Florida Judge Orders Release of Details on Stingray Cell Phone Tracking Technology

Ben Swann

Tallahassee, Florida – On June 3 a Florida judge ruled in favor of the American Civil Liberties Union, forcing the release of  new documents related to police use of “stingray” cell phone tracking technology.

The ruling deals with a case where Tallahassee police used stingray to locate a suspected rapist’s apartment without first getting a warrant. When the police officer involved in tracking the suspect testified in court, the federal government stepped in to demand secrecy, the court obliged, closed the hearing and sealed the transcript. After the ACLU asked the judge to unseal the court transcript based on constitutional First Amendment access to court proceedings, the government attempted to invoke national security privilege by invoking the Homeland Security Act.

The ACLU was able to convince the judge to release the transcript, providing more details about the law enforcement tool that was first revealed last Summer by former NSA contractor Edward Snowden. The Stingrays work by mimicking a cellphone tower and tricking cell phones into registering their location and other identifying information with the device rather than cell phone towers in the area.

The new documents confirm that cell phones can be tracked as long as the phone is on, whether or not you are making or receiving calls. Also, the stingrays force cell phones to send data to the device “at full signal, consuming battery faster.”  For an activist or journalist a constantly dying battery could be a sign that you are being tracked.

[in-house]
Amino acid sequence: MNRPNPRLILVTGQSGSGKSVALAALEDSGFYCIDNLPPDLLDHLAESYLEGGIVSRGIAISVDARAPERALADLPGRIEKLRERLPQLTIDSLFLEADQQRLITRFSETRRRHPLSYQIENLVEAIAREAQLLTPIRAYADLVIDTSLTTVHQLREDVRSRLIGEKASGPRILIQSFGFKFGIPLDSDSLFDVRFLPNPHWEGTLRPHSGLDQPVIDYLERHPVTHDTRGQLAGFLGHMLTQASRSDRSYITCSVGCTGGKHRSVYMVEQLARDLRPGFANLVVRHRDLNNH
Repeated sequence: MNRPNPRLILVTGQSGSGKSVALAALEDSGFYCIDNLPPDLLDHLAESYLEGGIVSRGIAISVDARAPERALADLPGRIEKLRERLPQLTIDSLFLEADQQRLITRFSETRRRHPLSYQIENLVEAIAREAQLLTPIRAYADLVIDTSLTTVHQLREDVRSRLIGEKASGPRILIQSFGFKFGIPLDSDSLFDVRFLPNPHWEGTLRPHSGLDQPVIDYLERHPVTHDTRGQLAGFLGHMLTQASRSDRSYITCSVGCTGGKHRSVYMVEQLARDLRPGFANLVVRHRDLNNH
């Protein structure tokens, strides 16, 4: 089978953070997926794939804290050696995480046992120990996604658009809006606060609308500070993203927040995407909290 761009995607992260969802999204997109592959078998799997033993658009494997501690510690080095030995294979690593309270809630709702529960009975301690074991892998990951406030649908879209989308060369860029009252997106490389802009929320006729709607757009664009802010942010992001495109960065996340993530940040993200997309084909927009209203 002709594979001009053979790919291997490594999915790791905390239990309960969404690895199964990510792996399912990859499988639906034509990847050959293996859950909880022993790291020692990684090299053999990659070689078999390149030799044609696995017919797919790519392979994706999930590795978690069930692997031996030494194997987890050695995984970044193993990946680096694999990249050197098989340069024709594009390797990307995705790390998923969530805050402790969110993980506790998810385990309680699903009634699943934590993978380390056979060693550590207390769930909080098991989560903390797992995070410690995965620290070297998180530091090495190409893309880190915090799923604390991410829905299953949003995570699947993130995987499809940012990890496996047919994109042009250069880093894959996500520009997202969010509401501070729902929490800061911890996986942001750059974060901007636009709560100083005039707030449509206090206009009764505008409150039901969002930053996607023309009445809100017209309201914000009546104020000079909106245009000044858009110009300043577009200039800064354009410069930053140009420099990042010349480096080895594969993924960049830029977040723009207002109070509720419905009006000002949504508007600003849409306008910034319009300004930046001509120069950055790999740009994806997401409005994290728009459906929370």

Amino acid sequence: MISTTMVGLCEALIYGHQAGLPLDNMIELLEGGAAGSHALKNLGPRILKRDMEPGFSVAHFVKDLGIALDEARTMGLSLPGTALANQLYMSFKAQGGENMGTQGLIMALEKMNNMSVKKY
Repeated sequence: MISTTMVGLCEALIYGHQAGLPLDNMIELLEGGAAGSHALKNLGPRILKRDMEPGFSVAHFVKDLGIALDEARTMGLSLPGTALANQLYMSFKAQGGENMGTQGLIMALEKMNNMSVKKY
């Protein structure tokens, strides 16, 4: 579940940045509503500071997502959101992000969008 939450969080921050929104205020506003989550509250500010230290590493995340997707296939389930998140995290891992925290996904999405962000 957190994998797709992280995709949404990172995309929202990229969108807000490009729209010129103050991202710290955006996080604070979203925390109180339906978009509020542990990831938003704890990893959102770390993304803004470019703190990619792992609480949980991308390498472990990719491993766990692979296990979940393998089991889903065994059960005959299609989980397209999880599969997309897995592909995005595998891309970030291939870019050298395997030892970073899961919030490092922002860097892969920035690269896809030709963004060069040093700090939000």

The court transcript also reveals a case where the police drove around with a vehicle-based stingray until they located the apartment complex where their suspect was staying. Upon locating the complex the officers switched to a handheld device and went to “every door and every window in that complex” until the phone transmitting the signal was located. A police officer testified that as far back as 2007 the device were being used. He estimated between Spring of 2007 and August 2010 the police used the stingrays around “200 or more times.”

These latest details fill in the gaps regarding the United States’ governments growing obsession with spying on it’s own citizens. With the revival of the Domestic Extremism Task Force and the news that the Obama Administration is fighting the release of information about Stingrays, it is obvious the government views it’s citizens as worthy of constant surveillance and scrutiny.

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